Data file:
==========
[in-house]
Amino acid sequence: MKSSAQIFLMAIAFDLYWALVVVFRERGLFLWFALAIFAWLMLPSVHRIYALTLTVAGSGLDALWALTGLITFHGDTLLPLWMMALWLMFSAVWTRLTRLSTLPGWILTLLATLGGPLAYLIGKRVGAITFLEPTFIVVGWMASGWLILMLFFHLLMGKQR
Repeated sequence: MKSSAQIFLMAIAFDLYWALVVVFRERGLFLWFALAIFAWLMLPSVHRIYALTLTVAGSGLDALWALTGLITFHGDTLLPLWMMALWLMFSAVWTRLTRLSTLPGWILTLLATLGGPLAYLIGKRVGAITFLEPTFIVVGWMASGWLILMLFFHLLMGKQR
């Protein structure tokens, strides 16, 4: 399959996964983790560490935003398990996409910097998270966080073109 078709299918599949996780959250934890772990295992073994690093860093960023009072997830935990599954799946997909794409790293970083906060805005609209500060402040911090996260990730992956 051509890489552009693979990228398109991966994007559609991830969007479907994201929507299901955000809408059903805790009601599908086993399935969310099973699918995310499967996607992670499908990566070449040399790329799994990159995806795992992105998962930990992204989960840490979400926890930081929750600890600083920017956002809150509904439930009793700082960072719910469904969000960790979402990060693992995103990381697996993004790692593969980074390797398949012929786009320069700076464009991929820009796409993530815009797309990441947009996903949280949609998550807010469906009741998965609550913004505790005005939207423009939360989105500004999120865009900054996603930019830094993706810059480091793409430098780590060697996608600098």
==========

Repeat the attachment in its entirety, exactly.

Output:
[in-house]
Amino acid sequence: MKSSAQIFLMAIAFDLYWALVVVFRERGLFLWFALAIFAWLMLPSVHRIYALTLTVAGSGLDALWALTGLITFHGDTLLPLWMMALWLMFSAVWTRLTRLSTLPGWILTLLATLGGPLAYLIGKRVGAITFLEPTFIVVGWMASGWLILMLFFHLLMGKQR
Repeated sequence: MKSSAQIFLMAIAFDLYWALVVVFRERGLFLWFALAIFAWLMLPSVHRIYALTLTVAGSGLDALWALTGLITFHGDTLLPLWMMALWLMFSAVWTRLTRLSTLPGWILTLLATLGGPLAYLIGKRVGAITFLEPTFIVVGWMASGWLILMLFFHLLMGKQR
């Protein structure tokens, strides 16, 4: 399959996964983790560490935003398990996409910097998270966080073109 078709299918599949996780959250934890772990295992073994690093860093960023009072997830935990599954799946997909794409790293970083906060805005609209500060402040911090996260990730992956 051509890489552009693979990228398109991966994007559609991830969007479907994201929507299901955000809408059903805790009601599908086993399935969310099973699918995310499967996607992670499908990566070449040399790329799994990159995806795992992105998962930990992204989960840490979400926890930081929750600890600083920017956002809150509904439930009793700082960072719910469904969000960790979402990060693992995103990381697996993004790692593969980074390797398949012929786009320069700076464009991929820009796409993530815009797309990441947009996903949280949609998550807010469906009741998965609550913004505790005005939207423009939360989105500004999120865009900054996603930019830094993706810059480091793409430098780590060697996608600098």